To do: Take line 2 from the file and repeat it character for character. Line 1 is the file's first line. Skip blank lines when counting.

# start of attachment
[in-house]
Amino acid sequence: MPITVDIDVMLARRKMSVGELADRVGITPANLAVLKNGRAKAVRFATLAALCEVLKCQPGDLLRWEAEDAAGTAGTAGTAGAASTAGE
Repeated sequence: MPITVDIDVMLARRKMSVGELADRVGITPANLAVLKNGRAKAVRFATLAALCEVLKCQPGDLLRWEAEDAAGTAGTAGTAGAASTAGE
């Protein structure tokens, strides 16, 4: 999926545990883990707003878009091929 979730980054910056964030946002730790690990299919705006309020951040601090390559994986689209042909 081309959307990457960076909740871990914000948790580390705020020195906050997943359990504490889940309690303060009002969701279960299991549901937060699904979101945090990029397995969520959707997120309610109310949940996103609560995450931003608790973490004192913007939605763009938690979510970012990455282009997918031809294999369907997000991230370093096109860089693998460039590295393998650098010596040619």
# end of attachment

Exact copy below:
Amino acid sequence: MPITVDIDVMLARRKMSVGELADRVGITPANLAVLKNGRAKAVRFATLAALCEVLKCQPGDLLRWEAEDAAGTAGTAGTAGAASTAGE